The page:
But how do we create trust where none currently exists? We must start with ourselves. Even if we have been the victim of many an untrustworthy act, we much reach out and extend trust to others. This is not a blind trust, but what Covey calls “Smart Trust.” We trust people with small things first until we know they can handle bigger obligations. Then the more responsible they are, the more trust we extend them. As the rewards of this exchange of trust become evident, both parties realize that mutual trust is much more productive and beneficial than irresponsibility or dishonesty.

Another way to develop trust is to join a civic organization that has a mission of improving the community and the world. One of the early books by Robert Putnam, “Making Democracy Work,” is about how the creation of social capital in Northern Italy. Putnam found that Northern Italy had much more political stability than Southern Italy. One of the causes for this was that Northern Italy had established many more civic groups, especially choirs. These groups brought people from all different backgrounds together for a common cause, such as singing. The relationships that were built from these organizations created trust between diverse participants and a foundation for a more stable government.

I am not so idealistic to think that building a culture, trust and philanthropy is easy. It isn’t. But nothing worthwhile ever is. It is like being a Chicago Cubs Baseball fan, a team that hasn’t won a World Series in more than 100 years. It takes a tremendous amount of faith! Which leads me to an example I want to share with you. It is a scene from a film about baseball – specifically women’s professional baseball. As some of you may know, baseball is a much loved sport in the United States, and I know that the Ukraine also has its own professional and amateur baseball leagues. It is also important to note that sports such as baseball also create “bridging capital” because they bring people together from different ethnic, religious, racial and demographic backgrounds. The players may be very different from each other in those respects, but they share a talent for, and a love of, their sport. They must play as a team to win, and that’s what bridges the relationships between them. Of course, not everyone is an athlete and not everyone can participate. But I don’t think it is more difficult than building a better world, which is what all of you are trying to do.

The film I am referring to was made several years ago and was titled “A League of Their Own.” Some of you may be familiar with it. It is a true story about an all female baseball league that was created during World War II because many of the male baseball players were fighting in the war. The focus of the movie was on the captain of one of the teams, Gina Davis, and Tom Hanks was her coach. The team has advanced to the final championship, the World Series, and the night before the big game, Gina Davis’ husband returns from the war. She is so happy he is safe and alive that she decides to quit baseball and leave the next day to go home with her husband. When Tom Hanks sees her leaving, he stops her and asks her why. She tells him that it just got too hard for her. He replies, “It’s supposed to be hard. If it wasn’t hard, anyone could do it. The hard is what makes it great!”

That’s why creating trust is supposed to be hard. If it wasn’t hard, everyone would have trusting relationships. If it wasn’t hard, every business would trust every other business. If it wasn’t hard, all citizens and their governments would work together for the common good. Extending philanthropy to others is a risk and sometimes the project will not be successful. But the difficulty of your work is the very reason its success is so highly praised – the hard is what makes it great!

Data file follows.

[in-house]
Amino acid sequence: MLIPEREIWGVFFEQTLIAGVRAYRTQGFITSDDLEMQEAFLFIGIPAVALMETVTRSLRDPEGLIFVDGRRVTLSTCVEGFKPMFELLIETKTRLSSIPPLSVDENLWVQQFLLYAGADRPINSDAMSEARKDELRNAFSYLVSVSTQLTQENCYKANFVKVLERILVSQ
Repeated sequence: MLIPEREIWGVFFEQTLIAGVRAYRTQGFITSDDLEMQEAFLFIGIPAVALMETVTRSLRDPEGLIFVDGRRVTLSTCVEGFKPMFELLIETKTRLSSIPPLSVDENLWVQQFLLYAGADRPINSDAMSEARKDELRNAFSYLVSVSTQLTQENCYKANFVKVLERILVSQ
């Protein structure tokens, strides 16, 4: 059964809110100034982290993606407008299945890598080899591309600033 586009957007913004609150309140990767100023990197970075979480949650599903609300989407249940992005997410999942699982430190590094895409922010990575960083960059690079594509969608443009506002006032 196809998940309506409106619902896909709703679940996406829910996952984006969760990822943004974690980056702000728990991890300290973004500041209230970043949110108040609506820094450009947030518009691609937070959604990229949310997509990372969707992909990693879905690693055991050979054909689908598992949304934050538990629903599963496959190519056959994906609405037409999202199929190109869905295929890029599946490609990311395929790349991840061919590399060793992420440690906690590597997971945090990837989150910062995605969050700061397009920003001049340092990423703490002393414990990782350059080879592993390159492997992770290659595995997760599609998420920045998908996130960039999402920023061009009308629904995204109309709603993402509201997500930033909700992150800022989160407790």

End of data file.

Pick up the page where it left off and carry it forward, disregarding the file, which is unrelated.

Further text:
Those of you in the Ukraine and Europe have seen your share of war and the way it divides people. Repairing these divides is very hard work and takes the efforts of courageous people on all sides. In our own country, after the American Civil War of the 1860s, President Abraham Lincoln recognized the importance of repairing the relationships between the warring sides of the north and the south. He believed, as scripture states, that a house divided against itself cannot stand. The truth is, we all live in houses within houses; the house of our home within the house of our city within the house of our country within the house of the global community. Anytime any of these houses are split and pitted against each other, progress stops and society digresses. Anytime those houses are united in common cause, progress is made and society advances. In order to accomplish these higher goals, we must engage in the philanthropy of forgiveness and understanding. We must invest ourselves in forging new relationships, extending trust and taking risks in order to build a better future. Remember, no one becomes a success alone. We all need the help and assistance of others. We must, like the Samaritan, truly believe that we are our cousin’s keeper. As the famous Ukranian poet, Taras Shevchenko, wrote:

Once in my Ukraine…

Once they swore oaths and made pacts

Of brotherhood and sisterhood…

 

May you continue to swear oaths of responsibility for each other’s welfare and make pacts based on trust, forged together by the compassionate fire of philanthropy! Like the Benedictine monk, may you reclaim the charitable culture invented by the Christian Church, remember and resurrect the traditions of charity, and encourage the rebirth of a new age of understanding and cooperation.

Thank you for your kindness and for inviting me to share this time with you.